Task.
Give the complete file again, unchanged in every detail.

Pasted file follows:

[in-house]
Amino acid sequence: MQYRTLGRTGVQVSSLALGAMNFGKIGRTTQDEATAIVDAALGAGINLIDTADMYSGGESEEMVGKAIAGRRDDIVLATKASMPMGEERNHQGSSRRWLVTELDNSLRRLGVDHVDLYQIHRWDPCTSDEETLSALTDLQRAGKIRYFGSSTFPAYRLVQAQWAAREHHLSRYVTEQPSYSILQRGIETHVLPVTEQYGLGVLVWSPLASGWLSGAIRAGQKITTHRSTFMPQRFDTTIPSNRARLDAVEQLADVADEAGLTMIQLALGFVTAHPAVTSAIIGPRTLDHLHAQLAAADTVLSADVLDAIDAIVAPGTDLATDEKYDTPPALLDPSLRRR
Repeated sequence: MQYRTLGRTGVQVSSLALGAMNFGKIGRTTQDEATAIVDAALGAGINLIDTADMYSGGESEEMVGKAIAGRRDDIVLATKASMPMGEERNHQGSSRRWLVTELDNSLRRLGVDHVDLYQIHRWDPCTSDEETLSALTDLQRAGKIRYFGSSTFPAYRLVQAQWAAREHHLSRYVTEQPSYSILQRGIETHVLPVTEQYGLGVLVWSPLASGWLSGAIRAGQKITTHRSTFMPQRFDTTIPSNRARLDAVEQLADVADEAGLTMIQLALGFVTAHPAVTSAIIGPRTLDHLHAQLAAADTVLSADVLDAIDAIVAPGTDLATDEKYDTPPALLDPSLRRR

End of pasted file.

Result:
[in-house]
Amino acid sequence: MQYRTLGRTGVQVSSLALGAMNFGKIGRTTQDEATAIVDAALGAGINLIDTADMYSGGESEEMVGKAIAGRRDDIVLATKASMPMGEERNHQGSSRRWLVTELDNSLRRLGVDHVDLYQIHRWDPCTSDEETLSALTDLQRAGKIRYFGSSTFPAYRLVQAQWAAREHHLSRYVTEQPSYSILQRGIETHVLPVTEQYGLGVLVWSPLASGWLSGAIRAGQKITTHRSTFMPQRFDTTIPSNRARLDAVEQLADVADEAGLTMIQLALGFVTAHPAVTSAIIGPRTLDHLHAQLAAADTVLSADVLDAIDAIVAPGTDLATDEKYDTPPALLDPSLRRR
Repeated sequence: MQYRTLGRTGVQVSSLALGAMNFGKIGRTTQDEATAIVDAALGAGINLIDTADMYSGGESEEMVGKAIAGRRDDIVLATKASMPMGEERNHQGSSRRWLVTELDNSLRRLGVDHVDLYQIHRWDPCTSDEETLSALTDLQRAGKIRYFGSSTFPAYRLVQAQWAAREHHLSRYVTEQPSYSILQRGIETHVLPVTEQYGLGVLVWSPLASGWLSGAIRAGQKITTHRSTFMPQRFDTTIPSNRARLDAVEQLADVADEAGLTMIQLALGFVTAHPAVTSAIIGPRTLDHLHAQLAAADTVLSADVLDAIDAIVAPGTDLATDEKYDTPPALLDPSLRRR